Washington is seeking closer coordination with several Latin American countries to tackle a jump in migrants from Asia, Africa and the Middle East who it believes are trying to reach the United States from the south on an arduous route by plane, boat and through jungle on foot.
U.S. agents deployed to an immigration facility on Mexico’s southern border have vetted the more than 640 migrants from countries outside the Americas who have been detained at the center since October 2015, according to U.S. Department of Homeland Security documents reviewed by Reuters.
The migrants often fly to Brazil, obtain fake passports there, and are smuggled to Panama before heading through Central America to Mexico’s porous southern border, according to transcripts of 14 interviews conducted at the center and other internal briefing documents seen by Reuters.
The U.S. agents’ findings come as Mexican immigration data show 6,342 Asian, African and Middle Eastern migrants were apprehended trying to enter Mexico in the first six months of this year. That was up from 4,261 in all of 2015, and 1,831 in 2014.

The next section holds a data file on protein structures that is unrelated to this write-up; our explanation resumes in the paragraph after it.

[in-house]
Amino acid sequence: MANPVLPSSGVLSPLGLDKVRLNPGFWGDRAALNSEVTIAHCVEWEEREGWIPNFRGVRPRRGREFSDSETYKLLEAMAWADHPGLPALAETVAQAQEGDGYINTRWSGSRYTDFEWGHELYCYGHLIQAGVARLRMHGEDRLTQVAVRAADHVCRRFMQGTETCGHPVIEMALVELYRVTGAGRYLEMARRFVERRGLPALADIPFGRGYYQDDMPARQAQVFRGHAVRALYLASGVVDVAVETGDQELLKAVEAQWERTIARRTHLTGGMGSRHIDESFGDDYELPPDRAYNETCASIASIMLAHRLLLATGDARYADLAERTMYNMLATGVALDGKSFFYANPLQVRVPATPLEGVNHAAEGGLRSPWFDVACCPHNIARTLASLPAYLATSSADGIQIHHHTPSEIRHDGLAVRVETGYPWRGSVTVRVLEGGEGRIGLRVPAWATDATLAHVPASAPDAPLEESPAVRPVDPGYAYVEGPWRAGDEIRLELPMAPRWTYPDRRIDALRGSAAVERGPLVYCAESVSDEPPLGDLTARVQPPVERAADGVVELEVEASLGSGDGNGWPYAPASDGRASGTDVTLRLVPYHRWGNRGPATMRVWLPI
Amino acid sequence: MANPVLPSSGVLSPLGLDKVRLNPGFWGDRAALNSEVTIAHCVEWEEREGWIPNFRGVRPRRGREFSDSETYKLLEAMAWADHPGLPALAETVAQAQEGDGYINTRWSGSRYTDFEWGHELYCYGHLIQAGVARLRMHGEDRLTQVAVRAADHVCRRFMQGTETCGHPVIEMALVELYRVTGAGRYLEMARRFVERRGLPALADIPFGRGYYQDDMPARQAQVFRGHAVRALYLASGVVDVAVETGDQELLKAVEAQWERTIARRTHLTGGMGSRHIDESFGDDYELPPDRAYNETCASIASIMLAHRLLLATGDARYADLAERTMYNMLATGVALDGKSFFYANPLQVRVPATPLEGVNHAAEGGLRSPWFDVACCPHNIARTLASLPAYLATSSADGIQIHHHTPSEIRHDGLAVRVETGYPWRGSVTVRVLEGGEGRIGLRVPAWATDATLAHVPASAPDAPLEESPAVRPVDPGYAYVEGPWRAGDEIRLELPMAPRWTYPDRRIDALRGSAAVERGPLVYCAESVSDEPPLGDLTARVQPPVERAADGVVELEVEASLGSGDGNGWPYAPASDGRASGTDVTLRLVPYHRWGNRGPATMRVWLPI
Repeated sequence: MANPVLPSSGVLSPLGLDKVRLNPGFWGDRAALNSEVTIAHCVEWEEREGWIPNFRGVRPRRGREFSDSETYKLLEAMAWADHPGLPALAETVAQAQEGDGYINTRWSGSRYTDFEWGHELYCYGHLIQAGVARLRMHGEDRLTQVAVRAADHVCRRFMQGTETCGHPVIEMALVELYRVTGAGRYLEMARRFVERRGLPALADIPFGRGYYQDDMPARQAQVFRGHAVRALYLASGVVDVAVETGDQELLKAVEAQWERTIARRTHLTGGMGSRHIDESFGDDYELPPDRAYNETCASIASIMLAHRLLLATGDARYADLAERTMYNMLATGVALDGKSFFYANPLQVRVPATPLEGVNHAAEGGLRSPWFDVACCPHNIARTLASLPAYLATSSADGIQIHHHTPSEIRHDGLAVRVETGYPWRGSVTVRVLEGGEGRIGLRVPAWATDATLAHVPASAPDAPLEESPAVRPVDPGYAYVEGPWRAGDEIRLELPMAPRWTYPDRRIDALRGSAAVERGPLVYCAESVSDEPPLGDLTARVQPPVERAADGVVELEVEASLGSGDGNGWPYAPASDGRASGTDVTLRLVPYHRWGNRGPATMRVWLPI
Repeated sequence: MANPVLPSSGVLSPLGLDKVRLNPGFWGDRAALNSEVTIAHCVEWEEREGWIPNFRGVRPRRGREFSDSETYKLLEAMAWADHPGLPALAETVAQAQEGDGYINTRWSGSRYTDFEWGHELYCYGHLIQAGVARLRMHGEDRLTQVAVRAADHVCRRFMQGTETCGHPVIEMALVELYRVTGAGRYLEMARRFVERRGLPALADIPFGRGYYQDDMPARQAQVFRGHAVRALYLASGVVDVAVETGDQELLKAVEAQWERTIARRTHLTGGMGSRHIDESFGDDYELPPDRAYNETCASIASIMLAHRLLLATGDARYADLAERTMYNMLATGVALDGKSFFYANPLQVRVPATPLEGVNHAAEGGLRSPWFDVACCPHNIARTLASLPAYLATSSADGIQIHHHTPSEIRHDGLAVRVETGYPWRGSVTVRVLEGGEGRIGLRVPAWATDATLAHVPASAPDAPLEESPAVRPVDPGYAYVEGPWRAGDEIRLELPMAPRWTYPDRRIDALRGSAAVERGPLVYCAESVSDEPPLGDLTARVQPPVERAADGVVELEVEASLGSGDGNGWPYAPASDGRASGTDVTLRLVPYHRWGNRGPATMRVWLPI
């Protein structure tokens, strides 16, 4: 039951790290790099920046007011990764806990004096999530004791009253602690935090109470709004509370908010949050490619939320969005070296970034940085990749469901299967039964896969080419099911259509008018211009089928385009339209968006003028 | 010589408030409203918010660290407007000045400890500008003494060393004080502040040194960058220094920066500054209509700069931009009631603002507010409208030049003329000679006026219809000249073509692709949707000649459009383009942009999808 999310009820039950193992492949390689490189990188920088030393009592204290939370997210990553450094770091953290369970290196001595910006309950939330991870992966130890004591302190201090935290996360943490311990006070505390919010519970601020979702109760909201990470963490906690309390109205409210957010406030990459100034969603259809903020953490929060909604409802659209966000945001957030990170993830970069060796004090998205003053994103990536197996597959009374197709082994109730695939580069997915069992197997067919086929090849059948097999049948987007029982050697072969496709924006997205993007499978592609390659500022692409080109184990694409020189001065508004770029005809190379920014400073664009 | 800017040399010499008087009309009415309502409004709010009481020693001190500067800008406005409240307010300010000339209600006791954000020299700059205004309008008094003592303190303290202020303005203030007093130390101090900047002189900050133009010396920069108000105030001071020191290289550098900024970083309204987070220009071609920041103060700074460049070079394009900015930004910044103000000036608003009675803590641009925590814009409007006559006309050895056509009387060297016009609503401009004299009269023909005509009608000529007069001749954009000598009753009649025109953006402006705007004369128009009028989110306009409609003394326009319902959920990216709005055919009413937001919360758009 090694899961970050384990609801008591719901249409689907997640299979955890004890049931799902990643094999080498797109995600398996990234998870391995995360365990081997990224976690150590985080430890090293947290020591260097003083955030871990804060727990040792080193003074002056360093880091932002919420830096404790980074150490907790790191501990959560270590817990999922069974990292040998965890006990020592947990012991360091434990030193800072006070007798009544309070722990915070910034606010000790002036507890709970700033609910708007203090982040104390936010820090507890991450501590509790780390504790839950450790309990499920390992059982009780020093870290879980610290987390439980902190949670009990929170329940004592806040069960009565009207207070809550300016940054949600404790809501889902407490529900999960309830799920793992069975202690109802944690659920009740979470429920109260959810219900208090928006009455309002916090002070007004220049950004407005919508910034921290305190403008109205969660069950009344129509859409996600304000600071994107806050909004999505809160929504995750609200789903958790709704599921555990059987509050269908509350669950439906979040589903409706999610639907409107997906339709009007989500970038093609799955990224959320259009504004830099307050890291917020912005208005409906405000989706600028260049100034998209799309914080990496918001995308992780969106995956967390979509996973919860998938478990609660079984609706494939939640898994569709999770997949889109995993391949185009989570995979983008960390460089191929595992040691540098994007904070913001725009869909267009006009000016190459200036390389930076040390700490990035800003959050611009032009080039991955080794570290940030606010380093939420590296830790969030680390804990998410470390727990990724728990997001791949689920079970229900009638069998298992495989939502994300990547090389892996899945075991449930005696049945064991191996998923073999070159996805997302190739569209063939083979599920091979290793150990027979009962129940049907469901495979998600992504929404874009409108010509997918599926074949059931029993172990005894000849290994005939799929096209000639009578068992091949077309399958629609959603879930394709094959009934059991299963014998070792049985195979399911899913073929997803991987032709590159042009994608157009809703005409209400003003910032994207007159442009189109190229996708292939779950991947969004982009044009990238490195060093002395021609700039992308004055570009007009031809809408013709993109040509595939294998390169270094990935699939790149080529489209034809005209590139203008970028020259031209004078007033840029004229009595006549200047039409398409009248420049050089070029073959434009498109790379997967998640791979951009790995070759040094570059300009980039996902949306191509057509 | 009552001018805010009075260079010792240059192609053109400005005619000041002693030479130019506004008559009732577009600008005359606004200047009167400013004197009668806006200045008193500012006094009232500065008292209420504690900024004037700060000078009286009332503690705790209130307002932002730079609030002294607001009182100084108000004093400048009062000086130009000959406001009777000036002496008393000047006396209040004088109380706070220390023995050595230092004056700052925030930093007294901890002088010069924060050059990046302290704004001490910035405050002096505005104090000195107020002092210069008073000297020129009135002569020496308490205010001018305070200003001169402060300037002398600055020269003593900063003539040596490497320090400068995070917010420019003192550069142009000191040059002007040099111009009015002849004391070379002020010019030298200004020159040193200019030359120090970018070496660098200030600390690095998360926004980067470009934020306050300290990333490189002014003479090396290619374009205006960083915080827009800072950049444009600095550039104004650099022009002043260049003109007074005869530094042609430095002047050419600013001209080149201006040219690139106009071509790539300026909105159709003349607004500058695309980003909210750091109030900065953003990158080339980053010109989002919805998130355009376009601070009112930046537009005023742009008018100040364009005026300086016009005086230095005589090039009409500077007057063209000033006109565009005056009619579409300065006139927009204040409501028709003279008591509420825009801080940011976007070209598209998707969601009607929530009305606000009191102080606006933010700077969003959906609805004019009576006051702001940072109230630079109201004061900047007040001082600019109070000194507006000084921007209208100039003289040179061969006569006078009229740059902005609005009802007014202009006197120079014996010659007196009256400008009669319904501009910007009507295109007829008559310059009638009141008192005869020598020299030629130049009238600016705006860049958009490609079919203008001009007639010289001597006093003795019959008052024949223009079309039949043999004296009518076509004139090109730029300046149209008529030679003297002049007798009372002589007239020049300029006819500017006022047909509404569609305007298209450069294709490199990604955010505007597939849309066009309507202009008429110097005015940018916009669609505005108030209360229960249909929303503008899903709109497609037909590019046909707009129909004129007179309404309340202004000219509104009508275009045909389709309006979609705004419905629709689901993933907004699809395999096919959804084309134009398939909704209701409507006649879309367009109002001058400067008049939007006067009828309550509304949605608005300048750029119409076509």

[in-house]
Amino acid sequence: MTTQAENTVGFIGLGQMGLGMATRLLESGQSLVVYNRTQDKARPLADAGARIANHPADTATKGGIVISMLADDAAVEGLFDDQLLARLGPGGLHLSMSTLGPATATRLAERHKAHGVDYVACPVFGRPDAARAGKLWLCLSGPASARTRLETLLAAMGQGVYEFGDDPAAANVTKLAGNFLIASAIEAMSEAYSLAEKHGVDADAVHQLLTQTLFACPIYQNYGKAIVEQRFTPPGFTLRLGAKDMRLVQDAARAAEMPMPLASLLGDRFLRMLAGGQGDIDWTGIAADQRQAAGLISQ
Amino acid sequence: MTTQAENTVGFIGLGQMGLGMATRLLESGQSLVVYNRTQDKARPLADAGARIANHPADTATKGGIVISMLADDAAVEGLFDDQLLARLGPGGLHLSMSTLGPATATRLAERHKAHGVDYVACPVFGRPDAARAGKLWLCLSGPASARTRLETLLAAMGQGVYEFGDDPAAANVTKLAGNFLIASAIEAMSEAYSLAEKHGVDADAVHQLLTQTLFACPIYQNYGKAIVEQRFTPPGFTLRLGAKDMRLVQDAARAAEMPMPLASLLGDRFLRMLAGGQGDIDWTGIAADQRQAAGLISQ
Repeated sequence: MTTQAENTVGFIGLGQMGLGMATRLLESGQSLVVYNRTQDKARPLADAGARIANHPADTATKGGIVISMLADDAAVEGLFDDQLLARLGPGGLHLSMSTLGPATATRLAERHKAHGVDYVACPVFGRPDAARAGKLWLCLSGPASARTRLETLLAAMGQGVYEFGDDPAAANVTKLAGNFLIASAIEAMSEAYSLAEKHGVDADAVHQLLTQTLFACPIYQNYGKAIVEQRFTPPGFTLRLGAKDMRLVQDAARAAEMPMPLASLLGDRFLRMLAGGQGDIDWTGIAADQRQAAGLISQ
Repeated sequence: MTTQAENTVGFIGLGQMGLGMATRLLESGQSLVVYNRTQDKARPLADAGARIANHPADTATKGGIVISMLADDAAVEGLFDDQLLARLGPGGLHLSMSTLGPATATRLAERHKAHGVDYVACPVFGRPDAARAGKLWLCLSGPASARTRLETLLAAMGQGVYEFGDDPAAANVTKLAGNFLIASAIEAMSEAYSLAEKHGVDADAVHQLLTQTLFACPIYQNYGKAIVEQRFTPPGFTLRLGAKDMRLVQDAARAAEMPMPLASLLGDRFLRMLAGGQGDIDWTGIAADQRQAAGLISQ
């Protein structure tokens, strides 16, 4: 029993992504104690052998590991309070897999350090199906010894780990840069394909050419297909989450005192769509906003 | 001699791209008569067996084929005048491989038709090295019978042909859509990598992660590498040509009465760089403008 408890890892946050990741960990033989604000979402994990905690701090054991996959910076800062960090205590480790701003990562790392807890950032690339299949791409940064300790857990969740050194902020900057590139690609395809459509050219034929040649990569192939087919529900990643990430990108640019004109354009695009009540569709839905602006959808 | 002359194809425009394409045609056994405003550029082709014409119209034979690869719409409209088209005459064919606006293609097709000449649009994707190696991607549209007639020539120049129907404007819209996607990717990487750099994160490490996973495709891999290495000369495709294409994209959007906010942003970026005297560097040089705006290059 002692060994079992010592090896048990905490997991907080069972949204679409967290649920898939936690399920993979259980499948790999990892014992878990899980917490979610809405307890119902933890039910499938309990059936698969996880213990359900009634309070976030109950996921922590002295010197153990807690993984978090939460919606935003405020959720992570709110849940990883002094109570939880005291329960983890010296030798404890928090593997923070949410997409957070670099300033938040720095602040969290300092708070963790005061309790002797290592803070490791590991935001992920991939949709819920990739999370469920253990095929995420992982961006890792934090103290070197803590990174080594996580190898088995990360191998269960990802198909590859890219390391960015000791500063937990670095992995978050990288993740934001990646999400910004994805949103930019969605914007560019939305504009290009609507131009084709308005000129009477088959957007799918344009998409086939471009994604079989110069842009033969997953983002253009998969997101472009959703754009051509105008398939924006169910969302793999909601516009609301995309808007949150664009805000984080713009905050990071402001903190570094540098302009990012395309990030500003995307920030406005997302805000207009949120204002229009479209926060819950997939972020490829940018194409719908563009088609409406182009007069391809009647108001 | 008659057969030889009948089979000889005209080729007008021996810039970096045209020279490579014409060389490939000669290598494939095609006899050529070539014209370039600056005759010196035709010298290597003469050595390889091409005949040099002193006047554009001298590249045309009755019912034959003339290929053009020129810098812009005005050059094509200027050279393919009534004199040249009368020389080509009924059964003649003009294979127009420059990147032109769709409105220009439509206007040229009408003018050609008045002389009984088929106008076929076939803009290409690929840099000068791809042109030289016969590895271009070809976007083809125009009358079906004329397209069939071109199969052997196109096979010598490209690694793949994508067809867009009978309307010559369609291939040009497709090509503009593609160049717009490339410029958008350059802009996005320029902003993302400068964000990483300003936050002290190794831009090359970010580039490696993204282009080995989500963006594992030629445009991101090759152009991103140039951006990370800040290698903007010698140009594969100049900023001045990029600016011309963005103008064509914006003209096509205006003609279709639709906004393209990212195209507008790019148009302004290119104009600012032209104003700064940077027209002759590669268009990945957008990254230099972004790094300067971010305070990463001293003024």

U.S. border apprehensions point to the same trend. Between October 2015 and May 2016, U.S. agents apprehended 5,350 African and Asian migrants at the U.S. Southwest border. That’s up from 6,126 in all of fiscal year 2015 and 4,172 in all of fiscal year 2014.
U.S. concerns about potential security risks from migrants using the unusual and circuitous southern route have been growing in recent years, following a string of Islamic State-inspired attacks in the West and the surge in Syrian refugees fleeing that country’s civil war.
By Julia Edwards for Reuters
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